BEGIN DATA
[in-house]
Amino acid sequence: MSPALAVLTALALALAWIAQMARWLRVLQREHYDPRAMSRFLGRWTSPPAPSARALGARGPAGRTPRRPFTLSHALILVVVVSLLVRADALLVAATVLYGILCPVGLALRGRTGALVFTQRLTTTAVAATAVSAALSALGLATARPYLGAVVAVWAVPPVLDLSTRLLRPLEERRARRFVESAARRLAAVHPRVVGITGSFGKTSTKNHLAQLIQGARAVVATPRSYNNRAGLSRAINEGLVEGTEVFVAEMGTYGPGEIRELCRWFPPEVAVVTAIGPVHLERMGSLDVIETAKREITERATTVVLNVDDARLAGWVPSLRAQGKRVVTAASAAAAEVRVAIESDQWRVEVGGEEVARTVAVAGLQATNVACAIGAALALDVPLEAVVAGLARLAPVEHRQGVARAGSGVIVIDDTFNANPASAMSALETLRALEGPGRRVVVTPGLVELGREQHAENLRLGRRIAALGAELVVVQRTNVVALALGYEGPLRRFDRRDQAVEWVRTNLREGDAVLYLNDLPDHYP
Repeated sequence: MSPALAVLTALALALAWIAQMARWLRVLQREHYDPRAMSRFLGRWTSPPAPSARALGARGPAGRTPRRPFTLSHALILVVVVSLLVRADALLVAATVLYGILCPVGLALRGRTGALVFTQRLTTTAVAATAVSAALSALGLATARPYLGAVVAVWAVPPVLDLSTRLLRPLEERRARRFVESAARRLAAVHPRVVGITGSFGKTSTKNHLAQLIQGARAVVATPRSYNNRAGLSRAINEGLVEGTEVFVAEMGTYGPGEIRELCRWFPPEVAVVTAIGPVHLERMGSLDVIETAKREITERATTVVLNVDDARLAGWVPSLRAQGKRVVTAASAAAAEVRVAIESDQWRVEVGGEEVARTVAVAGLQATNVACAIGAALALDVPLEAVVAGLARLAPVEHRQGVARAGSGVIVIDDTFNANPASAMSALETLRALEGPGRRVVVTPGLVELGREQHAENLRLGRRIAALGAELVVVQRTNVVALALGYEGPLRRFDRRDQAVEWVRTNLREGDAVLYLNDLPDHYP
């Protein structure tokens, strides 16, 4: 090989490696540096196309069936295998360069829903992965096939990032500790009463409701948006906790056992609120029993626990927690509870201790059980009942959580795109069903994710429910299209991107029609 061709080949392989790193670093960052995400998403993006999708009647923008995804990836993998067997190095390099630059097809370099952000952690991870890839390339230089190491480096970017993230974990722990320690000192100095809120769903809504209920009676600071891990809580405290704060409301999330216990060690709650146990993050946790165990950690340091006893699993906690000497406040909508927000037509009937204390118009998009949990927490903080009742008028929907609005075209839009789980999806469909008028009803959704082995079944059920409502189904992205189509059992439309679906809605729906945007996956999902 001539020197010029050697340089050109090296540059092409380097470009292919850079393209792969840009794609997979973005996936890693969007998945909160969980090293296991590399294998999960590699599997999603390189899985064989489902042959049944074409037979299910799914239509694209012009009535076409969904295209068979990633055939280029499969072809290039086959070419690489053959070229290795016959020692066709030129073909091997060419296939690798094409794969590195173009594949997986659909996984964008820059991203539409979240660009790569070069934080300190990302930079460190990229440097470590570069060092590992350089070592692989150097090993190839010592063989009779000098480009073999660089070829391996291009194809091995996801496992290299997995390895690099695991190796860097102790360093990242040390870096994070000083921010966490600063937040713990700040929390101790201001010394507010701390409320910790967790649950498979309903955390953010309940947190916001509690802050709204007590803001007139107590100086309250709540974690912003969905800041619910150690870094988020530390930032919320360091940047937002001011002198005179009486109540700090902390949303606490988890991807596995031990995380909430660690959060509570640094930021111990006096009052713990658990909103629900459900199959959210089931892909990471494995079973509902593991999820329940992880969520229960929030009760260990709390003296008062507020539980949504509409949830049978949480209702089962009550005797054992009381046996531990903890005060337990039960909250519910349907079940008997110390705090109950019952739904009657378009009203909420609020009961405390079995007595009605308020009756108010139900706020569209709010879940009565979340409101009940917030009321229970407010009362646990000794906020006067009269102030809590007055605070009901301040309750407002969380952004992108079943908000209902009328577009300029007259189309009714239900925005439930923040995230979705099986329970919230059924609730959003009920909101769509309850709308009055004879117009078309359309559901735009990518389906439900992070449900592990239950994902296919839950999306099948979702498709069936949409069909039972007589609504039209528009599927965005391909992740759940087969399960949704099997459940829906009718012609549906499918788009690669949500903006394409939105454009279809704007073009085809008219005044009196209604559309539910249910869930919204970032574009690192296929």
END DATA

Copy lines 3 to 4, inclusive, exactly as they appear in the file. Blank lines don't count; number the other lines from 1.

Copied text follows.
Repeated sequence: MSPALAVLTALALALAWIAQMARWLRVLQREHYDPRAMSRFLGRWTSPPAPSARALGARGPAGRTPRRPFTLSHALILVVVVSLLVRADALLVAATVLYGILCPVGLALRGRTGALVFTQRLTTTAVAATAVSAALSALGLATARPYLGAVVAVWAVPPVLDLSTRLLRPLEERRARRFVESAARRLAAVHPRVVGITGSFGKTSTKNHLAQLIQGARAVVATPRSYNNRAGLSRAINEGLVEGTEVFVAEMGTYGPGEIRELCRWFPPEVAVVTAIGPVHLERMGSLDVIETAKREITERATTVVLNVDDARLAGWVPSLRAQGKRVVTAASAAAAEVRVAIESDQWRVEVGGEEVARTVAVAGLQATNVACAIGAALALDVPLEAVVAGLARLAPVEHRQGVARAGSGVIVIDDTFNANPASAMSALETLRALEGPGRRVVVTPGLVELGREQHAENLRLGRRIAALGAELVVVQRTNVVALALGYEGPLRRFDRRDQAVEWVRTNLREGDAVLYLNDLPDHYP
């Protein structure tokens, strides 16, 4: 090989490696540096196309069936295998360069829903992965096939990032500790009463409701948006906790056992609120029993626990927690509870201790059980009942959580795109069903994710429910299209991107029609 061709080949392989790193670093960052995400998403993006999708009647923008995804990836993998067997190095390099630059097809370099952000952690991870890839390339230089190491480096970017993230974990722990320690000192100095809120769903809504209920009676600071891990809580405290704060409301999330216990060690709650146990993050946790165990950690340091006893699993906690000497406040909508927000037509009937204390118009998009949990927490903080009742008028929907609005075209839009789980999806469909008028009803959704082995079944059920409502189904992205189509059992439309679906809605729906945007996956999902 001539020197010029050697340089050109090296540059092409380097470009292919850079393209792969840009794609997979973005996936890693969007998945909160969980090293296991590399294998999960590699599997999603390189899985064989489902042959049944074409037979299910799914239509694209012009009535076409969904295209068979990633055939280029499969072809290039086959070419690489053959070229290795016959020692066709030129073909091997060419296939690798094409794969590195173009594949997986659909996984964008820059991203539409979240660009790569070069934080300190990302930079460190990229440097470590570069060092590992350089070592692989150097090993190839010592063989009779000098480009073999660089070829391996291009194809091995996801496992290299997995390895690099695991190796860097102790360093990242040390870096994070000083921010966490600063937040713990700040929390101790201001010394507010701390409320910790967790649950498979309903955390953010309940947190916001509690802050709204007590803001007139107590100086309250709540974690912003969905800041619910150690870094988020530390930032919320360091940047937002001011002198005179009486109540700090902390949303606490988890991807596995031990995380909430660690959060509570640094930021111990006096009052713990658990909103629900459900199959959210089931892909990471494995079973509902593991999820329940992880969520229960929030009760260990709390003296008062507020539980949504509409949830049978949480209702089962009550005797054992009381046996531990903890005060337990039960909250519910349907079940008997110390705090109950019952739904009657378009009203909420609020009961405390079995007595009605308020009756108010139900706020569209709010879940009565979340409101009940917030009321229970407010009362646990000794906020006067009269102030809590007055605070009901301040309750407002969380952004992108079943908000209902009328577009300029007259189309009714239900925005439930923040995230979705099986329970919230059924609730959003009920909101769509309850709308009055004879117009078309359309559901735009990518389906439900992070449900592990239950994902296919839950999306099948979702498709069936949409069909039972007589609504039209528009599927965005391909992740759940087969399960949704099997459940829906009718012609549906499918788009690669949500903006394409939105454009279809704007073009085809008219005044009196209604559309539910249910869930919204970032574009690192296929």